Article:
Why the definition of autism matters
January 24th, 2012
03:26 PM ET

Why the definition of autism matters

Editor's note: Dr. Charles Raison, CNNhealth's mental health expert, is an associate professor of psychiatry at the University of Arizona in Tucson.

The American Psychiatric Association is in the midst of redesigning a document often called the Bible of Psychiatry. It's known more officially as the Diagnostic and Statistical Manual of Mental Disorders, or DSM for short.

For practical purposes, including insurance reimbursement, the DSM determines what does and does not qualify as a psychiatric illness in the United States.  Because of this, changes to the document can lead to profound effects on patients’ lives.  Changing criteria can dictate who and who cannot be considered to have a mental illness worthy of treatment... and insurance coverage.

Nowhere have proposed changes to the upcoming edition of the DSM generated more angst, or media coverage, than in the area of autistic disorders.

Anyone who has a family member with severe autism, or has known someone with the condition, might be surprised by this.  Of all brain conditions for which we don’t know the cause, none are more obvious than autism in terms of symptoms or impairment.

Autism strikes right where it hurts most, and that is the ability to understand the emotions and behaviors of other people.  In addition to severe impairments in social understanding and behavior, people with autism also typically engage in pointless repetitive behaviors and have obsessive, narrow interests, often centering around technology.

Occasionally autistic people demonstrate skills, as seen in the movie "Rainman."  One famous autistic patient can tell you the day of the week of any day in history.  I had a patient years ago who had exactly memorized all bus routes schedules for the greater Los Angeles area using a method he inexplicably called the “liver system."  He could - and did whenever prompted - recite exact times and stops over hundreds of routes for hours on end.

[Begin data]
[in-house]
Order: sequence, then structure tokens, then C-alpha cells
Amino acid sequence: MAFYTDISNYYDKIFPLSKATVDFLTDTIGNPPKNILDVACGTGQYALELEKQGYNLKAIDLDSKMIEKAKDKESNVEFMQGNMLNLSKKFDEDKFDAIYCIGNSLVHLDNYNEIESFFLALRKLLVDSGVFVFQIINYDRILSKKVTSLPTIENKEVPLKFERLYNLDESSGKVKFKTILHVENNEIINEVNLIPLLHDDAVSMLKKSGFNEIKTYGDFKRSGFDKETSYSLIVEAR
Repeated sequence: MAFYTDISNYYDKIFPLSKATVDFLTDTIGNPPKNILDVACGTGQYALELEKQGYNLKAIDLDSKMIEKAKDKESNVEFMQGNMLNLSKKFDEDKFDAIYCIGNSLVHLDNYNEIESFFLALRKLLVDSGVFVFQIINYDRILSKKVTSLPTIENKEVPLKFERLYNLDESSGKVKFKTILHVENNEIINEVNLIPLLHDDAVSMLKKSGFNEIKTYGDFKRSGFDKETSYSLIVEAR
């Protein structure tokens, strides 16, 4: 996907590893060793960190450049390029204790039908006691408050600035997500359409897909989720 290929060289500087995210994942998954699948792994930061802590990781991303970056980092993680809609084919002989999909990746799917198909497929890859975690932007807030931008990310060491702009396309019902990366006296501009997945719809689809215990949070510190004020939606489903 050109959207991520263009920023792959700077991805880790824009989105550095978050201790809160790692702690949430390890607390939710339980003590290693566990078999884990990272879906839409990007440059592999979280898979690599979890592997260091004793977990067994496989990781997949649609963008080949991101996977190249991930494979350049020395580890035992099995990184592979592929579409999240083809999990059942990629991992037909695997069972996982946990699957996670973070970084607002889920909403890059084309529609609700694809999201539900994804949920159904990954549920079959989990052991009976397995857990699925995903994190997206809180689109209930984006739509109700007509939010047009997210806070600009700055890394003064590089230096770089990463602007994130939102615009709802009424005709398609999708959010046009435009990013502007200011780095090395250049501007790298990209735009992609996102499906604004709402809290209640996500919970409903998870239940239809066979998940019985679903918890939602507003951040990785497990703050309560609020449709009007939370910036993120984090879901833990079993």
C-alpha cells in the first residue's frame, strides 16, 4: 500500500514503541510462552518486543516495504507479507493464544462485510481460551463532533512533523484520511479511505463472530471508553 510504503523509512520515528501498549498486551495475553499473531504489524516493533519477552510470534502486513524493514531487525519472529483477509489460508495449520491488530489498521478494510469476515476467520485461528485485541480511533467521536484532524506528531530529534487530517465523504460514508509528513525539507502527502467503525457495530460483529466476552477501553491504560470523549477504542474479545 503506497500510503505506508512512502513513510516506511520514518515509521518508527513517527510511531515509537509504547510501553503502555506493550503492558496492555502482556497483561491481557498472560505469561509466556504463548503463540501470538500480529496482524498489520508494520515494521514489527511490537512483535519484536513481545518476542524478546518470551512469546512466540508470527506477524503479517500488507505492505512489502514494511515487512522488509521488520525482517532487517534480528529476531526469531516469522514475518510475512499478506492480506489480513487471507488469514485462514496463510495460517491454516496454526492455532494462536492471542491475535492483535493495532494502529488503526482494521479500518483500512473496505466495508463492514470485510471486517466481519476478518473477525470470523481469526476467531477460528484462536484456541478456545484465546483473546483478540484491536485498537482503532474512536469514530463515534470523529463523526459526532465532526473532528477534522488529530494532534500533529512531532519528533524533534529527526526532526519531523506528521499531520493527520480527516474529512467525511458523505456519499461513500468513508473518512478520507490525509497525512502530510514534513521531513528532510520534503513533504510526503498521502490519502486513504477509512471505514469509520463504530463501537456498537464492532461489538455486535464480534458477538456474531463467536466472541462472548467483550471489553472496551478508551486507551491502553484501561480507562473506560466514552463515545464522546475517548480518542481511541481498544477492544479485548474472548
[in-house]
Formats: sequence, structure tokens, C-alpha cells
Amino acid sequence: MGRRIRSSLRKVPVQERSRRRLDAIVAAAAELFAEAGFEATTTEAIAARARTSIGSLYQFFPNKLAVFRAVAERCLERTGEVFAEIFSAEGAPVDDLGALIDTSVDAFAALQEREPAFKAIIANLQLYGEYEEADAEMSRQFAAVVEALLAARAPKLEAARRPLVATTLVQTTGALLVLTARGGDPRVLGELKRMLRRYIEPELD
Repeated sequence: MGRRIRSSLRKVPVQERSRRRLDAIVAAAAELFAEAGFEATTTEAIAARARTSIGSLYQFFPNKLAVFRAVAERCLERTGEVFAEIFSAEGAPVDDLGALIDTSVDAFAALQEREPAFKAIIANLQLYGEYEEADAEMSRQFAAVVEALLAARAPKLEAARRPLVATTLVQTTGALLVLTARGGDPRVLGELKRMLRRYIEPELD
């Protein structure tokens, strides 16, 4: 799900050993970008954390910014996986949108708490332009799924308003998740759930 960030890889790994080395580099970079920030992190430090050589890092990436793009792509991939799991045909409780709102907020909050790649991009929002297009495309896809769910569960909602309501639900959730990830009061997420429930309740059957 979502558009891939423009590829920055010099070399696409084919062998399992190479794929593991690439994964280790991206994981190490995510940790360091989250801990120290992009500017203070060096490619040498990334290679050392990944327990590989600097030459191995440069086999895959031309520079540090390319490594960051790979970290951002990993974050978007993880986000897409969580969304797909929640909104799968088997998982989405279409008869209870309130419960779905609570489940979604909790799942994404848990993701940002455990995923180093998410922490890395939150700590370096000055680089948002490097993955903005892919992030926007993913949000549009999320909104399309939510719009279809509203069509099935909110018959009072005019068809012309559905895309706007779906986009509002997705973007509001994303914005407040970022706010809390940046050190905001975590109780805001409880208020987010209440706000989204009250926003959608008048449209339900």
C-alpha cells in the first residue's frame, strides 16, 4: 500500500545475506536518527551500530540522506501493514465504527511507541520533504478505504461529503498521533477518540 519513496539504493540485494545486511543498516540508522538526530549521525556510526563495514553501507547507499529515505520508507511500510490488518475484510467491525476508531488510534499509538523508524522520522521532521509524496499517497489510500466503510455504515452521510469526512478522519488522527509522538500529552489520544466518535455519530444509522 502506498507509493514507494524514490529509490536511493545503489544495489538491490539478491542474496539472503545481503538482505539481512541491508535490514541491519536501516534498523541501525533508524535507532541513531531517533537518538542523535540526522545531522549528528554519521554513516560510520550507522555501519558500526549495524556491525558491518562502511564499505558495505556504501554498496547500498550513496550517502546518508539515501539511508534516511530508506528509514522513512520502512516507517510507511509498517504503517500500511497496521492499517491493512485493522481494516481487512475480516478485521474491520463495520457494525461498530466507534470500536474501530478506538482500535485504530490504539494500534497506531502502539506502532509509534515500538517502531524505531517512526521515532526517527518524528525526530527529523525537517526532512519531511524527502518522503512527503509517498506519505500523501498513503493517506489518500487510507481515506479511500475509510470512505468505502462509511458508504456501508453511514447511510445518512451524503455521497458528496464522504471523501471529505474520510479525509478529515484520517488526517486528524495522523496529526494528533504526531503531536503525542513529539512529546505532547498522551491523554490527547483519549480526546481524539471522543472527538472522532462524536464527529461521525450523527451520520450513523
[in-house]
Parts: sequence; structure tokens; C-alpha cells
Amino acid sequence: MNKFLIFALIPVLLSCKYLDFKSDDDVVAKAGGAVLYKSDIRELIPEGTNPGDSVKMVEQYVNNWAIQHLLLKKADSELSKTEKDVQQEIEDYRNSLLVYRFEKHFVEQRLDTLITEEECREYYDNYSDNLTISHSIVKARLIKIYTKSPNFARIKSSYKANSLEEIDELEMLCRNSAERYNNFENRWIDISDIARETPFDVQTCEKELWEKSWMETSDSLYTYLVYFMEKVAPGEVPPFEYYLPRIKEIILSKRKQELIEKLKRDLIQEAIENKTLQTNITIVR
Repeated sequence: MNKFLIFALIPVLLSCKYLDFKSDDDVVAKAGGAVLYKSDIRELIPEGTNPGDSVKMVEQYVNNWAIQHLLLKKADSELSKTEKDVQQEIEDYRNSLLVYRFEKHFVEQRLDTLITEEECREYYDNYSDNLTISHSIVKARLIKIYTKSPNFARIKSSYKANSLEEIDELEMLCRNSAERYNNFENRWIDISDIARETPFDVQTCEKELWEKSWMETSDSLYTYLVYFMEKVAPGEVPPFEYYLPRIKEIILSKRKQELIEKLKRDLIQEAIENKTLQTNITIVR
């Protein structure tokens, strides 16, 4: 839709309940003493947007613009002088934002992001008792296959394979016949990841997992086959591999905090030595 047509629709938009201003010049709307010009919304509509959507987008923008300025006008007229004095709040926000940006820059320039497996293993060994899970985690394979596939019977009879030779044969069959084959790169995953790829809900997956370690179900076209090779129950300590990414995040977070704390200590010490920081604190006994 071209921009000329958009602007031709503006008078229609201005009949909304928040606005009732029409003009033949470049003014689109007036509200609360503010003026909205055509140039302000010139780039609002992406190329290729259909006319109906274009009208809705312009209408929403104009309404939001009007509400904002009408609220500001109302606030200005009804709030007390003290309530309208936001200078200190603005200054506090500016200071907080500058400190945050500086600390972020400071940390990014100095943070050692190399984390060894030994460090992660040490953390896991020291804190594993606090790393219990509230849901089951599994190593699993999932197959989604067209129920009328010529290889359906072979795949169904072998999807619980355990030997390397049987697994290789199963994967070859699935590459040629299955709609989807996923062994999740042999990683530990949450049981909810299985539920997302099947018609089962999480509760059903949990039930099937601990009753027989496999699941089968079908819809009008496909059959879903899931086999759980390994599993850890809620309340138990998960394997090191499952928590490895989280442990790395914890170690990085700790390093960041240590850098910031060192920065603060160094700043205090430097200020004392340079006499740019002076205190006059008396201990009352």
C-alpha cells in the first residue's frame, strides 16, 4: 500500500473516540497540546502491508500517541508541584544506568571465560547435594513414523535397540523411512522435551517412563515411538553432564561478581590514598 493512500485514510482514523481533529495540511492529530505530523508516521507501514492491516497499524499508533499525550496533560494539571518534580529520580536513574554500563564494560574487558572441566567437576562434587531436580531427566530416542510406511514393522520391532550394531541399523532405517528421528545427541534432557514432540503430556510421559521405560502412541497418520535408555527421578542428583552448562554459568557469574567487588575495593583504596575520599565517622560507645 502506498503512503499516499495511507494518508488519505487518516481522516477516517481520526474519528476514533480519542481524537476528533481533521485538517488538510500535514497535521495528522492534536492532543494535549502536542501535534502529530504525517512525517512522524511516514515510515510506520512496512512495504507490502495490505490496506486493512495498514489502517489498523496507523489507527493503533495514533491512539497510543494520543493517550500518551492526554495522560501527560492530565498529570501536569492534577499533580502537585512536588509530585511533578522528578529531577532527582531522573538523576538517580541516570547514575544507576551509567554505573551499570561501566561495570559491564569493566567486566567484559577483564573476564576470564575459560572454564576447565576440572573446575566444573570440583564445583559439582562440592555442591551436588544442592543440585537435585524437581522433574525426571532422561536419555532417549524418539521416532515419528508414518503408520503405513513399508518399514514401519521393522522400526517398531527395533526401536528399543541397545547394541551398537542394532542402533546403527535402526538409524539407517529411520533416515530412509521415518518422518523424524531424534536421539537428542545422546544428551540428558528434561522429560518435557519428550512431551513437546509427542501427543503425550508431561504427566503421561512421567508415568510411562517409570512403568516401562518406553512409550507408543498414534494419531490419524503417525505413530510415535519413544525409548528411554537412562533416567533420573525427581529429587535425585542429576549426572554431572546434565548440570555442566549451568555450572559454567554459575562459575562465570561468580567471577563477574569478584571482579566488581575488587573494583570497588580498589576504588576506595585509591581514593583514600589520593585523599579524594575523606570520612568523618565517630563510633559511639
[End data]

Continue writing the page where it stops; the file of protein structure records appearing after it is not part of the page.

So the question remains: how could changes in diagnostic criteria change who does and doesn’t have such an obvious disease?

To answer this question, let’s do a thought experiment.  Imagine you are at the doctor’s office receiving news of your latest medical testing.  Would you rather be told that you had a large breast lump that was benign or a very small one that was cancer?  Or consider this: You go to the ER with chest pain.  Would you be very comforted if the doctor told you that you’d only had a small heart attack?

What these examples make clear is that some medical conditions are best thought of as either being present or absent.  Either you have a disease or you don’t. Now consider this:

We all know that high blood pressure is a silent killer, and that many lives have been saved by the development of safe and effective treatments. Setting aside what the number exactly mean, most of us probably also know that the upper range of normal for blood pressure is 140/90.  Suppose your doctor takes your blood pressure and it is 141/91. Knowing that this is high, she asks you to relax and then takes it again five minutes later.  This time it is 139/89. Would any of us say that you had a disease based on the first reading, but fortunately were perfectly normal based on the second?

All psychiatric diseases are like blood pressure.  They are on a continuum without gaps.  If one administered questions to identify any condition and rate its severity in a large enough group of people, one would find someone occupying every value from zero to the maximum score.

The problem in psychiatry is that our entire diagnostic system is based on the idea that mental illnesses are like cancer and not like blood pressure.  The DSM provides minimum criteria for each disorder, which means that no matter how close you are to having any given condition, if you fall below the line you technically don’t have it.

I suspect you can see the problem immediately.  If nature does not provide clear guidelines for where normal stops and mental illness begins, how does the line get drawn?  The quick answer is that it gets drawn in much the same way the voter redistricting lines get drawn: based on some data, a lot of fighting, and finally some not entirely satisfactory compromise.

So back to autism.  Like all other mental disorders, it runs along a spectrum from people who most of us would have called nerdy when I was a kid to people who spend their lives unable to speak, rocking back and forth for hours on end.  We all agree that the silent, rocking folk are ill and need care.  But where does extreme nerdiness and social awkwardness give way to Asperger’s syndrome?  When is someone autistic enough to deserve the label?

This is the rub.  As with all spectrum conditions, there are far more people with mild autism than with its more severe forms.  Again think of blood pressure.  Lots of us run 150/92 - not many of us run at 200/110 (and those of us who do often don’t live to tell about it).

What the new DSM proposes to do is make it harder to meet criteria for autism, so that probably the majority of people who fall on the mild end of what people often call simply “the spectrum” will now be declared non-autistic.